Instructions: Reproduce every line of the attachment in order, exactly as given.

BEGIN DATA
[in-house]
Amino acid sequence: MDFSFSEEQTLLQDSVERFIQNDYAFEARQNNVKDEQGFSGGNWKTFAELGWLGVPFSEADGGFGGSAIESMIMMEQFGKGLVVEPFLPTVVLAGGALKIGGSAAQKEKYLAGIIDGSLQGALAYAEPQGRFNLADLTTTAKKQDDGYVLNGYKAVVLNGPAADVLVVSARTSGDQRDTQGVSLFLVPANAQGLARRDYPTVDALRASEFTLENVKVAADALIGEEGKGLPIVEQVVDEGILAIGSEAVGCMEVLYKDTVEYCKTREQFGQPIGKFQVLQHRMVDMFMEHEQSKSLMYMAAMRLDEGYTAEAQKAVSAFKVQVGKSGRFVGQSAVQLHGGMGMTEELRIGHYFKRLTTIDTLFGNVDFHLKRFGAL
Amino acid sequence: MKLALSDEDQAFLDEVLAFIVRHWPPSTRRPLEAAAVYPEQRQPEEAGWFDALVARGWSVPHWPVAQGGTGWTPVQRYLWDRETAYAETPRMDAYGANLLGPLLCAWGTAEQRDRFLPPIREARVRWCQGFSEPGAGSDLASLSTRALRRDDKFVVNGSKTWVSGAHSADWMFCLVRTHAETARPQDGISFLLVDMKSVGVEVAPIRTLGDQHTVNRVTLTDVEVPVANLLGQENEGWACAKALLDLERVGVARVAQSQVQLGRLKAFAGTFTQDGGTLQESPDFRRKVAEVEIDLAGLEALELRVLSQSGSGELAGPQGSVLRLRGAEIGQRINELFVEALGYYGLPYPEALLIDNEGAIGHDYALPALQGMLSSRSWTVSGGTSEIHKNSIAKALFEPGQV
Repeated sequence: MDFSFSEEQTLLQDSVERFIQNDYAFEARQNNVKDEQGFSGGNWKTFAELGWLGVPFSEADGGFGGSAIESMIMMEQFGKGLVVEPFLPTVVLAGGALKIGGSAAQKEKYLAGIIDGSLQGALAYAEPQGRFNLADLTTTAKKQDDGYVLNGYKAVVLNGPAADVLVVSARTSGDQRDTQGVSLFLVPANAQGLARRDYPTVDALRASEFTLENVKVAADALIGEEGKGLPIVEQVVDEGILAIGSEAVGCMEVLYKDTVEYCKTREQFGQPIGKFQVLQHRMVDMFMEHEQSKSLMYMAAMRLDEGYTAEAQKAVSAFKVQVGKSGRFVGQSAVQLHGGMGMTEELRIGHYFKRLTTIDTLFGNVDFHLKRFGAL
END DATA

[in-house]
Amino acid sequence: MDFSFSEEQTLLQDSVERFIQNDYAFEARQNNVKDEQGFSGGNWKTFAELGWLGVPFSEADGGFGGSAIESMIMMEQFGKGLVVEPFLPTVVLAGGALKIGGSAAQKEKYLAGIIDGSLQGALAYAEPQGRFNLADLTTTAKKQDDGYVLNGYKAVVLNGPAADVLVVSARTSGDQRDTQGVSLFLVPANAQGLARRDYPTVDALRASEFTLENVKVAADALIGEEGKGLPIVEQVVDEGILAIGSEAVGCMEVLYKDTVEYCKTREQFGQPIGKFQVLQHRMVDMFMEHEQSKSLMYMAAMRLDEGYTAEAQKAVSAFKVQVGKSGRFVGQSAVQLHGGMGMTEELRIGHYFKRLTTIDTLFGNVDFHLKRFGAL
Amino acid sequence: MKLALSDEDQAFLDEVLAFIVRHWPPSTRRPLEAAAVYPEQRQPEEAGWFDALVARGWSVPHWPVAQGGTGWTPVQRYLWDRETAYAETPRMDAYGANLLGPLLCAWGTAEQRDRFLPPIREARVRWCQGFSEPGAGSDLASLSTRALRRDDKFVVNGSKTWVSGAHSADWMFCLVRTHAETARPQDGISFLLVDMKSVGVEVAPIRTLGDQHTVNRVTLTDVEVPVANLLGQENEGWACAKALLDLERVGVARVAQSQVQLGRLKAFAGTFTQDGGTLQESPDFRRKVAEVEIDLAGLEALELRVLSQSGSGELAGPQGSVLRLRGAEIGQRINELFVEALGYYGLPYPEALLIDNEGAIGHDYALPALQGMLSSRSWTVSGGTSEIHKNSIAKALFEPGQV
Repeated sequence: MDFSFSEEQTLLQDSVERFIQNDYAFEARQNNVKDEQGFSGGNWKTFAELGWLGVPFSEADGGFGGSAIESMIMMEQFGKGLVVEPFLPTVVLAGGALKIGGSAAQKEKYLAGIIDGSLQGALAYAEPQGRFNLADLTTTAKKQDDGYVLNGYKAVVLNGPAADVLVVSARTSGDQRDTQGVSLFLVPANAQGLARRDYPTVDALRASEFTLENVKVAADALIGEEGKGLPIVEQVVDEGILAIGSEAVGCMEVLYKDTVEYCKTREQFGQPIGKFQVLQHRMVDMFMEHEQSKSLMYMAAMRLDEGYTAEAQKAVSAFKVQVGKSGRFVGQSAVQLHGGMGMTEELRIGHYFKRLTTIDTLFGNVDFHLKRFGAL